The Michael J. Fox Foundation has launched Fox Trial Finder, a new Web tool that uses state-of-the art technology to connect potential study volunteers with the coordinators of clinical studies that need someone with their specific medical history. The goal is to benefit both study sponsors and patients by getting people into clinical trials and studies faster — speeding the development of new treatments and ultimately a cure for Parkinson’s disease.
“This is an example of how technology can enable us to bring new strategies to address a long-standing problem,” says Deborah W. Brooks, co-founder and executive vice chairman of The Michael J. Fox Foundation for Parkinson’s Research.
Use It to Recruit for Your Trials
Fox Trial Finder enables faster and more efficient connections between willing volunteers and trial teams. Registered volunteers and coordinators, research assistants and investigators can review potential matches and connect directly – online and anonymously – to explore next steps. Fox Trial Finder is open to all recruiting PD trials and observational studies with regulatory approval. The site currently operates in the United States, UK, Canada and Australia. Expansion to additional international locations is expected later this year.
-Volunteer matches are customized for your trial: Fox Trial Finder compares key clinical trial eligibility criteria (such as current and past medication use, location, and Hoehn and Yahr stage) to information provided by patient and control volunteers to suggest possible matches.
-Two-way messaging with de-identified volunteers: Volunteers, who appear as an anonymous profile, can message directly with trial teams recruiting for the nearest site of a trial matches. Trial teams can also initiate communication with volunteers on the site.
-Advanced search enables tailored results based on a trial protocol: In addition to trial matches suggested based on a standard match algorithm, trial teams can search the FTF volunteer database based on specific criteria.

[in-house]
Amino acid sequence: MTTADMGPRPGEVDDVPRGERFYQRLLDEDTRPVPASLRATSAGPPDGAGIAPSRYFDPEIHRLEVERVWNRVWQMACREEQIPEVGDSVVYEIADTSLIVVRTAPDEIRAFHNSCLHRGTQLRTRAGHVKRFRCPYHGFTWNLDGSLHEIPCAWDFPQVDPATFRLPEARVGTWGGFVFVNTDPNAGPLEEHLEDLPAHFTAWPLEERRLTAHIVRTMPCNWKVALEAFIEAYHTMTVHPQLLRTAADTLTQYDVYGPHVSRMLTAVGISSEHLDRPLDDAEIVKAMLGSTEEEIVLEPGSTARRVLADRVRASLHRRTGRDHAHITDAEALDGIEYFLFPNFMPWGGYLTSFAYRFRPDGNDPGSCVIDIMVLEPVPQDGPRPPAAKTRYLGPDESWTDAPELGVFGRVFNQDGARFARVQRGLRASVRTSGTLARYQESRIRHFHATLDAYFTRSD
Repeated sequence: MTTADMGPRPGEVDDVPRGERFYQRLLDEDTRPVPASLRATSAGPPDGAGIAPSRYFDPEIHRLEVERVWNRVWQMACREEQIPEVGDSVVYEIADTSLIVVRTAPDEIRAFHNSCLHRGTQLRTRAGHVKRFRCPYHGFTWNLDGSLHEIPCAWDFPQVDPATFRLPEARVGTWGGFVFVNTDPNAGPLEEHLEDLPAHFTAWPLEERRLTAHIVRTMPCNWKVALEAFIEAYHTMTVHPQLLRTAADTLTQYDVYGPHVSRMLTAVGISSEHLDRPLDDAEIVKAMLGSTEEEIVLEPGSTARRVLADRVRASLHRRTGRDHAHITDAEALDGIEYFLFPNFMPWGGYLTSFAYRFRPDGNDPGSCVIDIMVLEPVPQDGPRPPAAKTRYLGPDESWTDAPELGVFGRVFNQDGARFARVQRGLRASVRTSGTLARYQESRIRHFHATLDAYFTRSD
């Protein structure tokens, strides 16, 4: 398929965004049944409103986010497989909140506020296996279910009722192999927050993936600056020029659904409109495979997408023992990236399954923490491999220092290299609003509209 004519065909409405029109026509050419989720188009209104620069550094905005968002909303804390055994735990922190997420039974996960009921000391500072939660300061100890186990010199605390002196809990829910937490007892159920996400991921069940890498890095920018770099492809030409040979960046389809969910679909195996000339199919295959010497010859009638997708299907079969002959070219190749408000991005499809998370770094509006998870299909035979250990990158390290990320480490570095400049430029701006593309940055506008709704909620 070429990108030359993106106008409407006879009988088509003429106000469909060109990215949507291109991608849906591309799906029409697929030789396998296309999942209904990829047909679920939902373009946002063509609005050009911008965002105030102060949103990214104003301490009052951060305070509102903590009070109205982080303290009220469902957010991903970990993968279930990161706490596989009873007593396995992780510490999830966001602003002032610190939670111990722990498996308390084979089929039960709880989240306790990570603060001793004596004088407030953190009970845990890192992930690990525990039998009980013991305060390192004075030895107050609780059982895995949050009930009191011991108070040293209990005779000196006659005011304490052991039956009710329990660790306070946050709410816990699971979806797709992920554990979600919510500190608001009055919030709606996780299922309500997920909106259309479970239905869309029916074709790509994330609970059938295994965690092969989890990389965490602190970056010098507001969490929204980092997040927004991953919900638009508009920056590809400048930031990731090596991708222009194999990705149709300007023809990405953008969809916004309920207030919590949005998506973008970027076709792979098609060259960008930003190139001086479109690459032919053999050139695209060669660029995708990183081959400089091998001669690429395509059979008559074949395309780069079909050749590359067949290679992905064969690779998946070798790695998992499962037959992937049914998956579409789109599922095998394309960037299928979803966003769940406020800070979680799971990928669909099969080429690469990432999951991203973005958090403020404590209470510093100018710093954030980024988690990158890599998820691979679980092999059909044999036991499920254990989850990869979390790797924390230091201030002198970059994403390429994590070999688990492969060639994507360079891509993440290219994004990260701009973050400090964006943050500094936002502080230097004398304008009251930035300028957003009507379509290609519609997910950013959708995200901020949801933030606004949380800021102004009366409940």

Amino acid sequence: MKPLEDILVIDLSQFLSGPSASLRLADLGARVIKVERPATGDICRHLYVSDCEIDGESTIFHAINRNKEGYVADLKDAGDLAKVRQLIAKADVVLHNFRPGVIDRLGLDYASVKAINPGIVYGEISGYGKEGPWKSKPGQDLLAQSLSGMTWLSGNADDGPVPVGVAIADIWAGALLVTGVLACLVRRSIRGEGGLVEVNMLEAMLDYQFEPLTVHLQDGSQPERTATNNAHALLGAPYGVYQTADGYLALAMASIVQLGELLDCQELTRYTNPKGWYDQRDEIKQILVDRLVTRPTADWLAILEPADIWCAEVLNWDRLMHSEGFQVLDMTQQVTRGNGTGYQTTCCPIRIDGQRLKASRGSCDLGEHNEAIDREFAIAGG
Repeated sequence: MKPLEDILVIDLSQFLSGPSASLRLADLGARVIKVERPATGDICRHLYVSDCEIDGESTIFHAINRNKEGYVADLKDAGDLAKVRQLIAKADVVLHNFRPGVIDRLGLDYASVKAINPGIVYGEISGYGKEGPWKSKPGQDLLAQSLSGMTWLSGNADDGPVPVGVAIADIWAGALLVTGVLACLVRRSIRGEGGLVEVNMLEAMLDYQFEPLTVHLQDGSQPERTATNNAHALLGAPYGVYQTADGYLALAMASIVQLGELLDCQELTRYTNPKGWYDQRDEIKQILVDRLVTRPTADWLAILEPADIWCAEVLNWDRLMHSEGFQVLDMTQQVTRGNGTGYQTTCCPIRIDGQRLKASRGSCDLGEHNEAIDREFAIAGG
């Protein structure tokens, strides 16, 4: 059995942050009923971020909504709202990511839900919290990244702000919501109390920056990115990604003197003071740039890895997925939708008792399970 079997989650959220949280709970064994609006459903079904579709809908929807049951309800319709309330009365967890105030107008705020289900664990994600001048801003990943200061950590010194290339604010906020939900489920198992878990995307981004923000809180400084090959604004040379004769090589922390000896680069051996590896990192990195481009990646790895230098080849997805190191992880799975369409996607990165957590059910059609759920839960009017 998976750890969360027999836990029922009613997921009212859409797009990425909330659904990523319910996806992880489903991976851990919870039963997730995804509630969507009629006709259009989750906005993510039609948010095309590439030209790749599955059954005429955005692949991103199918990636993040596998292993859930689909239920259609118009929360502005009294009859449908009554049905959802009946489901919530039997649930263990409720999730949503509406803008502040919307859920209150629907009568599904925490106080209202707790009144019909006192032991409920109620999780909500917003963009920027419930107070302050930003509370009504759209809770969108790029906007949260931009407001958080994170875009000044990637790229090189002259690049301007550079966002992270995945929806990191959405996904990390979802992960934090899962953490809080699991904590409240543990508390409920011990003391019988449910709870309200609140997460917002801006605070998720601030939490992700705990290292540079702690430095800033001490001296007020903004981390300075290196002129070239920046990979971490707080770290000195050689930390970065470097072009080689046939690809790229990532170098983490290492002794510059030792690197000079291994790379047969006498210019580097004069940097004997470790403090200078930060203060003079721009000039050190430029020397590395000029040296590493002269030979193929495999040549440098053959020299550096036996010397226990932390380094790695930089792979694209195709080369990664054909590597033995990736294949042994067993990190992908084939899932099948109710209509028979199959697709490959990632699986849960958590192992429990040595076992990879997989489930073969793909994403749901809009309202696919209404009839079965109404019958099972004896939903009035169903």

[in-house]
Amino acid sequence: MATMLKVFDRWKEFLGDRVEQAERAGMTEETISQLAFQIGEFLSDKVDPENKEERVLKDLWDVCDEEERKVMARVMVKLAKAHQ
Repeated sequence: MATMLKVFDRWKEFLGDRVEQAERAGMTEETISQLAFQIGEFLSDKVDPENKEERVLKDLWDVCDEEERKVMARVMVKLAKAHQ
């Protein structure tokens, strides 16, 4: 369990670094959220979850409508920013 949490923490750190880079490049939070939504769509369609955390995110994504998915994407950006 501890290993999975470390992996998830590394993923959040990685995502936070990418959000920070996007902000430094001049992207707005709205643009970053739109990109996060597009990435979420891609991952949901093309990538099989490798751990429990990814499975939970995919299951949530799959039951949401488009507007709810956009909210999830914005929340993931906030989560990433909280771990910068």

-Ongoing email alerts: An alert system notifies users via email of new matches and messages received on Fox Trial Finder.
Contact Tara Guastella at firstname.lastname@example.org to start recruiting for your trial with Fox Trial Finder.
Use It to Get Involved Yourself!
MJFF’s Brooks has not only been instrumental in conceiving, structuring and fundraising for the launch of Fox Trial Finder; she also is putting her money where her mouth is by volunteering for a clinical study herself. She is a control participant in the Parkinson’s Progression Markers Initiative (PPMI), the MJFF-sponsored observational study seeking biomarkers of Parkinson’s disease progression.
This is the first time Brooks has volunteered for clinical research, and she is blogging about her experience. In her first video entry, posted on the eve of her PPMI screening visit, she reflects on her expectations for the coming day, and the journey ahead:
“As an observer and someone who professionally is sitting around the table and thinking about how to get to these answers and do what we can to make clinical research more available and relevant for patients, it’s just not enough for me to sit back and think about what other people can do. I decided I actually should do it myself; I wanted to learn firsthand what participation in a clinical trial would be all about.”
While Debi’s story is unusual, it’s not unique. Others in the MJFF family have similarly been inspired to get involved in the search for a cure. Chris Coffey, PhD, heads the PPMI Statistics Core at the University of Iowa. In fall 2011, he decided to run a marathon to raise funds for Team Fox, MJFF’s grassroots community network raising funds and awareness for the Foundation’s research programs. He writes:
“Like a lot of researchers, I’ve been inspired by The Michael J. Fox Foundation. I knew early on that I wanted to go beyond my scientific relationship with MJFF — I decided to run a marathon, something I’d never done before, to raise funds as part of Team Fox. Reading through the inspirational stories from other Team Fox members, I get the sense that I’m not the typical participant. Many have a personal connection to the disease. Although I know people who have had PD, I don’t have an immediate family member with the disease, nor have I ever been a caregiver for someone with PD.
“I ran the marathon to honor the individuals who are volunteering as control participants in PPMI. It takes a special kind of courage to dedicate oneself to the commitment required of this study when one doesn’t have the disease oneself.”